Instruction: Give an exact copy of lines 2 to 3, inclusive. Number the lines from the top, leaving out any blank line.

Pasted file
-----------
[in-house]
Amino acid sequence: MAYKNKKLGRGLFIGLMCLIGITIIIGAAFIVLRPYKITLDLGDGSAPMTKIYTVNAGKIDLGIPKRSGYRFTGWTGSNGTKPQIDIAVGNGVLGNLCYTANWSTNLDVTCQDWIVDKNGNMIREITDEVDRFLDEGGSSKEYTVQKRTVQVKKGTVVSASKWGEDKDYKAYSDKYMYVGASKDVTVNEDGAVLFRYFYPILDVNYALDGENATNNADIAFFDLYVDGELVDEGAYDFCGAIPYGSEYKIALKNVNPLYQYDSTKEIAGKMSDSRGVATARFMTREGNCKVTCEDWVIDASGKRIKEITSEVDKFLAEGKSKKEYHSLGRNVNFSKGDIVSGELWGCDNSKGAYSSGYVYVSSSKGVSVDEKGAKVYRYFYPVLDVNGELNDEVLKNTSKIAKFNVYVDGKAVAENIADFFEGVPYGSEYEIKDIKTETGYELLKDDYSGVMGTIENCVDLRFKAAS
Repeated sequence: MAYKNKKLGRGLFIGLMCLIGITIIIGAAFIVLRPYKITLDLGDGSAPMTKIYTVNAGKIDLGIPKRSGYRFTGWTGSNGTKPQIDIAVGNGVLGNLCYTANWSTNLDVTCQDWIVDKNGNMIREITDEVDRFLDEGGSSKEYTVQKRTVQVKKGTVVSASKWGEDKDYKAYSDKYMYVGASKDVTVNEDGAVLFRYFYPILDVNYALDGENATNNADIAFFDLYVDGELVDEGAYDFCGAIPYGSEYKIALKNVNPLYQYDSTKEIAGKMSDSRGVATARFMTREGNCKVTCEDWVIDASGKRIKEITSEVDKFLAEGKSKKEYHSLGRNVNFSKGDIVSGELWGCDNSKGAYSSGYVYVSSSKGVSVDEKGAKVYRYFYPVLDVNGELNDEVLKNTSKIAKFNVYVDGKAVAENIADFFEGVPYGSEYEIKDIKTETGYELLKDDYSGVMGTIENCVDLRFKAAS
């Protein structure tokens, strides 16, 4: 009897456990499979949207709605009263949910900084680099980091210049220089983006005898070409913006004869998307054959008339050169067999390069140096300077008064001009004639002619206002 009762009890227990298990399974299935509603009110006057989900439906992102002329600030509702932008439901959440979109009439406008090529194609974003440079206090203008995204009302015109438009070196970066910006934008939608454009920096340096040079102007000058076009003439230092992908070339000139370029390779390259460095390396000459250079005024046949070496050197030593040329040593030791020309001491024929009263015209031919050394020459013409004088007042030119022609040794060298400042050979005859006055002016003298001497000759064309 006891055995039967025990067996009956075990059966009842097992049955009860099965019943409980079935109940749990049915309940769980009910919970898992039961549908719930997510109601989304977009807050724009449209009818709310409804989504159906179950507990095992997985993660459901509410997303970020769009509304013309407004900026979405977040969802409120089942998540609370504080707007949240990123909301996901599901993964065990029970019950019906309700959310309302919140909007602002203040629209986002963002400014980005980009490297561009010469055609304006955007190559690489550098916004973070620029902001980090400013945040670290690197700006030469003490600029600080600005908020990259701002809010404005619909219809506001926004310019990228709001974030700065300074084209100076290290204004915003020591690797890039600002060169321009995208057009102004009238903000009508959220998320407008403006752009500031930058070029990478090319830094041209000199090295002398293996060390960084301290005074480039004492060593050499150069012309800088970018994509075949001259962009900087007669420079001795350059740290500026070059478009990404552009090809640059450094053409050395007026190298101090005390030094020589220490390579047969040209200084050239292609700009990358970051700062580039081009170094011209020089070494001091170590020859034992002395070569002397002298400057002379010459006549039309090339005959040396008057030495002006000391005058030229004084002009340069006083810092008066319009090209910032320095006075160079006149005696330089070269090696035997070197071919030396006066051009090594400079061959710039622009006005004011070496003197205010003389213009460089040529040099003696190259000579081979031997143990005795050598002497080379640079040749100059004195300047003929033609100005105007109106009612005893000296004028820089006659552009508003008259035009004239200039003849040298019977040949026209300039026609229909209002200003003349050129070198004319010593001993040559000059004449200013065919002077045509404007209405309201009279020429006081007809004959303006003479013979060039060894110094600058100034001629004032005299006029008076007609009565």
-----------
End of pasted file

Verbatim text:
Amino acid sequence: MAYKNKKLGRGLFIGLMCLIGITIIIGAAFIVLRPYKITLDLGDGSAPMTKIYTVNAGKIDLGIPKRSGYRFTGWTGSNGTKPQIDIAVGNGVLGNLCYTANWSTNLDVTCQDWIVDKNGNMIREITDEVDRFLDEGGSSKEYTVQKRTVQVKKGTVVSASKWGEDKDYKAYSDKYMYVGASKDVTVNEDGAVLFRYFYPILDVNYALDGENATNNADIAFFDLYVDGELVDEGAYDFCGAIPYGSEYKIALKNVNPLYQYDSTKEIAGKMSDSRGVATARFMTREGNCKVTCEDWVIDASGKRIKEITSEVDKFLAEGKSKKEYHSLGRNVNFSKGDIVSGELWGCDNSKGAYSSGYVYVSSSKGVSVDEKGAKVYRYFYPVLDVNGELNDEVLKNTSKIAKFNVYVDGKAVAENIADFFEGVPYGSEYEIKDIKTETGYELLKDDYSGVMGTIENCVDLRFKAAS
Repeated sequence: MAYKNKKLGRGLFIGLMCLIGITIIIGAAFIVLRPYKITLDLGDGSAPMTKIYTVNAGKIDLGIPKRSGYRFTGWTGSNGTKPQIDIAVGNGVLGNLCYTANWSTNLDVTCQDWIVDKNGNMIREITDEVDRFLDEGGSSKEYTVQKRTVQVKKGTVVSASKWGEDKDYKAYSDKYMYVGASKDVTVNEDGAVLFRYFYPILDVNYALDGENATNNADIAFFDLYVDGELVDEGAYDFCGAIPYGSEYKIALKNVNPLYQYDSTKEIAGKMSDSRGVATARFMTREGNCKVTCEDWVIDASGKRIKEITSEVDKFLAEGKSKKEYHSLGRNVNFSKGDIVSGELWGCDNSKGAYSSGYVYVSSSKGVSVDEKGAKVYRYFYPVLDVNGELNDEVLKNTSKIAKFNVYVDGKAVAENIADFFEGVPYGSEYEIKDIKTETGYELLKDDYSGVMGTIENCVDLRFKAAS